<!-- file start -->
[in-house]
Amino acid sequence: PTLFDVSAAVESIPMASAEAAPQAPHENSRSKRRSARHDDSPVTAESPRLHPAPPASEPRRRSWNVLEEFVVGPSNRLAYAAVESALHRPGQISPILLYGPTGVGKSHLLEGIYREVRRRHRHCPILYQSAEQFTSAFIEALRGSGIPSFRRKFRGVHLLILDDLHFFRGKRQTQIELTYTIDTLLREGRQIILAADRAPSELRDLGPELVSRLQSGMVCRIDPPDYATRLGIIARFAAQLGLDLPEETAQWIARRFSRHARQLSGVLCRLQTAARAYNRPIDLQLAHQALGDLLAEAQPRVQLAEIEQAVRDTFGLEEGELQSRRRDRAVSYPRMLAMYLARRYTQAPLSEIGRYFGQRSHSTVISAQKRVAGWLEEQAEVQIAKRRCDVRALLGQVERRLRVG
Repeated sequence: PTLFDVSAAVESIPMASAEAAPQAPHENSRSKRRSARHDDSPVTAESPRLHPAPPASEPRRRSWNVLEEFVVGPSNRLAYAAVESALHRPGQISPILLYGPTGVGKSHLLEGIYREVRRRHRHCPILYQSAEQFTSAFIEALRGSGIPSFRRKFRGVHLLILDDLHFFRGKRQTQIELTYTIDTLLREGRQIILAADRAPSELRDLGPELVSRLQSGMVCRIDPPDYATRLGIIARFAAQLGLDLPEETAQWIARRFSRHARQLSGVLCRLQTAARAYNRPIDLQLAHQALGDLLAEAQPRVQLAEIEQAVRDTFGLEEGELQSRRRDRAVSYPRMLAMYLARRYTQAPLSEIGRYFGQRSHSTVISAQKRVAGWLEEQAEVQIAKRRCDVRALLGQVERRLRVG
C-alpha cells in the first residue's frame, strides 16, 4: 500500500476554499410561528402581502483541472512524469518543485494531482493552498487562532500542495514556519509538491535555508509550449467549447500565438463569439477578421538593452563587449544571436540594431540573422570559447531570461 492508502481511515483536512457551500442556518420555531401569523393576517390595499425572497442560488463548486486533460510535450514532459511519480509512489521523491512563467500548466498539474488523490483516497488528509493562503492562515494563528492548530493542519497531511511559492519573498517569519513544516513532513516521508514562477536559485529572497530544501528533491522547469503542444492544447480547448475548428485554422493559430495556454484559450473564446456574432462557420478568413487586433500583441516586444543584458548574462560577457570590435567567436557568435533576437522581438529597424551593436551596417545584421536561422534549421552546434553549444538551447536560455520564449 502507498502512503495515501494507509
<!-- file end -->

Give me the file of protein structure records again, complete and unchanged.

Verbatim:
[in-house]
Amino acid sequence: PTLFDVSAAVESIPMASAEAAPQAPHENSRSKRRSARHDDSPVTAESPRLHPAPPASEPRRRSWNVLEEFVVGPSNRLAYAAVESALHRPGQISPILLYGPTGVGKSHLLEGIYREVRRRHRHCPILYQSAEQFTSAFIEALRGSGIPSFRRKFRGVHLLILDDLHFFRGKRQTQIELTYTIDTLLREGRQIILAADRAPSELRDLGPELVSRLQSGMVCRIDPPDYATRLGIIARFAAQLGLDLPEETAQWIARRFSRHARQLSGVLCRLQTAARAYNRPIDLQLAHQALGDLLAEAQPRVQLAEIEQAVRDTFGLEEGELQSRRRDRAVSYPRMLAMYLARRYTQAPLSEIGRYFGQRSHSTVISAQKRVAGWLEEQAEVQIAKRRCDVRALLGQVERRLRVG
Repeated sequence: PTLFDVSAAVESIPMASAEAAPQAPHENSRSKRRSARHDDSPVTAESPRLHPAPPASEPRRRSWNVLEEFVVGPSNRLAYAAVESALHRPGQISPILLYGPTGVGKSHLLEGIYREVRRRHRHCPILYQSAEQFTSAFIEALRGSGIPSFRRKFRGVHLLILDDLHFFRGKRQTQIELTYTIDTLLREGRQIILAADRAPSELRDLGPELVSRLQSGMVCRIDPPDYATRLGIIARFAAQLGLDLPEETAQWIARRFSRHARQLSGVLCRLQTAARAYNRPIDLQLAHQALGDLLAEAQPRVQLAEIEQAVRDTFGLEEGELQSRRRDRAVSYPRMLAMYLARRYTQAPLSEIGRYFGQRSHSTVISAQKRVAGWLEEQAEVQIAKRRCDVRALLGQVERRLRVG
C-alpha cells in the first residue's frame, strides 16, 4: 500500500476554499410561528402581502483541472512524469518543485494531482493552498487562532500542495514556519509538491535555508509550449467549447500565438463569439477578421538593452563587449544571436540594431540573422570559447531570461 492508502481511515483536512457551500442556518420555531401569523393576517390595499425572497442560488463548486486533460510535450514532459511519480509512489521523491512563467500548466498539474488523490483516497488528509493562503492562515494563528492548530493542519497531511511559492519573498517569519513544516513532513516521508514562477536559485529572497530544501528533491522547469503542444492544447480547448475548428485554422493559430495556454484559450473564446456574432462557420478568413487586433500583441516586444543584458548574462560577457570590435567567436557568435533576437522581438529597424551593436551596417545584421536561422534549421552546434553549444538551447536560455520564449 502507498502512503495515501494507509